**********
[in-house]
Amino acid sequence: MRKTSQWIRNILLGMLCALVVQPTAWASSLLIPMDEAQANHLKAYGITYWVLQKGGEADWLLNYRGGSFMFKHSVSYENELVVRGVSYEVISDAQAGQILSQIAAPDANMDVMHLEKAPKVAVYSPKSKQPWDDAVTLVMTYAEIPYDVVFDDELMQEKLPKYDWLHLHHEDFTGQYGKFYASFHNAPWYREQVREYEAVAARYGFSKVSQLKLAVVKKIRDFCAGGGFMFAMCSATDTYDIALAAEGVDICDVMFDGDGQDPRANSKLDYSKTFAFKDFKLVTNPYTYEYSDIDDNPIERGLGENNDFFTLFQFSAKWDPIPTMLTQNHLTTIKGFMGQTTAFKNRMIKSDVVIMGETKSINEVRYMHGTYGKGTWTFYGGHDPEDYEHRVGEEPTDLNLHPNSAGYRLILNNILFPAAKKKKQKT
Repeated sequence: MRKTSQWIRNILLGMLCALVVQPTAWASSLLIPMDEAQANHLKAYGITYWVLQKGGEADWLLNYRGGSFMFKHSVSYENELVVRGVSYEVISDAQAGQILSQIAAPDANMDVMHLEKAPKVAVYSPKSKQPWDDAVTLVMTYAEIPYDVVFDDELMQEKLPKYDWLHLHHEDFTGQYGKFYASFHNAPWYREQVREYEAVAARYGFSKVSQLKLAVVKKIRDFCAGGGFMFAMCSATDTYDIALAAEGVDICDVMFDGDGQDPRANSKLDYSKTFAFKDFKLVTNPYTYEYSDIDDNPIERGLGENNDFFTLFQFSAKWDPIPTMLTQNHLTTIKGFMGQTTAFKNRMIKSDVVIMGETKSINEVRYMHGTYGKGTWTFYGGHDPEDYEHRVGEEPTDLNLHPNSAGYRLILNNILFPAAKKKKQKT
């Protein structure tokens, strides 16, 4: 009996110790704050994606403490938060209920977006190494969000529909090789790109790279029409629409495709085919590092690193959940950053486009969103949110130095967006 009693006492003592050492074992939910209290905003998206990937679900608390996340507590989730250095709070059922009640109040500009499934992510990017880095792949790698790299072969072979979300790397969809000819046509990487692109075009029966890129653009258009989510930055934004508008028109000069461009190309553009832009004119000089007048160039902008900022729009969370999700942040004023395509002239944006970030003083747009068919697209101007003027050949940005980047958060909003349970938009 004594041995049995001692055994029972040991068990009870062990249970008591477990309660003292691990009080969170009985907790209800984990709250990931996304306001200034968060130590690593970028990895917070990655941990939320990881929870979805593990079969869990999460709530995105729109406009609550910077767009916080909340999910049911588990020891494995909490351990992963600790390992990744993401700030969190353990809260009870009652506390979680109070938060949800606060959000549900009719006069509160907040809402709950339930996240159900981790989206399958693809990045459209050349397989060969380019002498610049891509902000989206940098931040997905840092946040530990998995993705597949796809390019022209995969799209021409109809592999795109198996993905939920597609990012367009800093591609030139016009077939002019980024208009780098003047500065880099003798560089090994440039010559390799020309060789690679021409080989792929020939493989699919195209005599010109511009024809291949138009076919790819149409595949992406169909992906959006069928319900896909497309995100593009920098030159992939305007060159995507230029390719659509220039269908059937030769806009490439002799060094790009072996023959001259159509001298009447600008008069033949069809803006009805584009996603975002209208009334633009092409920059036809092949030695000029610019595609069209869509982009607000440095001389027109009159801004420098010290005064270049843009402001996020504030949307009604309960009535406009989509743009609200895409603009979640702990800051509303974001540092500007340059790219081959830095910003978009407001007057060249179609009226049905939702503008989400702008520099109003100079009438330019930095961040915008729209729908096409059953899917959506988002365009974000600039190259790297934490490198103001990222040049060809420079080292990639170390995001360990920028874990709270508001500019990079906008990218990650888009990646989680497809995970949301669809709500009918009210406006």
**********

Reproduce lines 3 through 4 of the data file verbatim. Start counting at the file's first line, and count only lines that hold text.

Repeated sequence: MRKTSQWIRNILLGMLCALVVQPTAWASSLLIPMDEAQANHLKAYGITYWVLQKGGEADWLLNYRGGSFMFKHSVSYENELVVRGVSYEVISDAQAGQILSQIAAPDANMDVMHLEKAPKVAVYSPKSKQPWDDAVTLVMTYAEIPYDVVFDDELMQEKLPKYDWLHLHHEDFTGQYGKFYASFHNAPWYREQVREYEAVAARYGFSKVSQLKLAVVKKIRDFCAGGGFMFAMCSATDTYDIALAAEGVDICDVMFDGDGQDPRANSKLDYSKTFAFKDFKLVTNPYTYEYSDIDDNPIERGLGENNDFFTLFQFSAKWDPIPTMLTQNHLTTIKGFMGQTTAFKNRMIKSDVVIMGETKSINEVRYMHGTYGKGTWTFYGGHDPEDYEHRVGEEPTDLNLHPNSAGYRLILNNILFPAAKKKKQKT
């Protein structure tokens, strides 16, 4: 009996110790704050994606403490938060209920977006190494969000529909090789790109790279029409629409495709085919590092690193959940950053486009969103949110130095967006 009693006492003592050492074992939910209290905003998206990937679900608390996340507590989730250095709070059922009640109040500009499934992510990017880095792949790698790299072969072979979300790397969809000819046509990487692109075009029966890129653009258009989510930055934004508008028109000069461009190309553009832009004119000089007048160039902008900022729009969370999700942040004023395509002239944006970030003083747009068919697209101007003027050949940005980047958060909003349970938009 004594041995049995001692055994029972040991068990009870062990249970008591477990309660003292691990009080969170009985907790209800984990709250990931996304306001200034968060130590690593970028990895917070990655941990939320990881929870979805593990079969869990999460709530995105729109406009609550910077767009916080909340999910049911588990020891494995909490351990992963600790390992990744993401700030969190353990809260009870009652506390979680109070938060949800606060959000549900009719006069509160907040809402709950339930996240159900981790989206399958693809990045459209050349397989060969380019002498610049891509902000989206940098931040997905840092946040530990998995993705597949796809390019022209995969799209021409109809592999795109198996993905939920597609990012367009800093591609030139016009077939002019980024208009780098003047500065880099003798560089090994440039010559390799020309060789690679021409080989792929020939493989699919195209005599010109511009024809291949138009076919790819149409595949992406169909992906959006069928319900896909497309995100593009920098030159992939305007060159995507230029390719659509220039269908059937030769806009490439002799060094790009072996023959001259159509001298009447600008008069033949069809803006009805584009996603975002209208009334633009092409920059036809092949030695000029610019595609069209869509982009607000440095001389027109009159801004420098010290005064270049843009402001996020504030949307009604309960009535406009989509743009609200895409603009979640702990800051509303974001540092500007340059790219081959830095910003978009407001007057060249179609009226049905939702503008989400702008520099109003100079009438330019930095961040915008729209729908096409059953899917959506988002365009974000600039190259790297934490490198103001990222040049060809420079080292990639170390995001360990920028874990709270508001500019990079906008990218990650888009990646989680497809995970949301669809709500009918009210406006």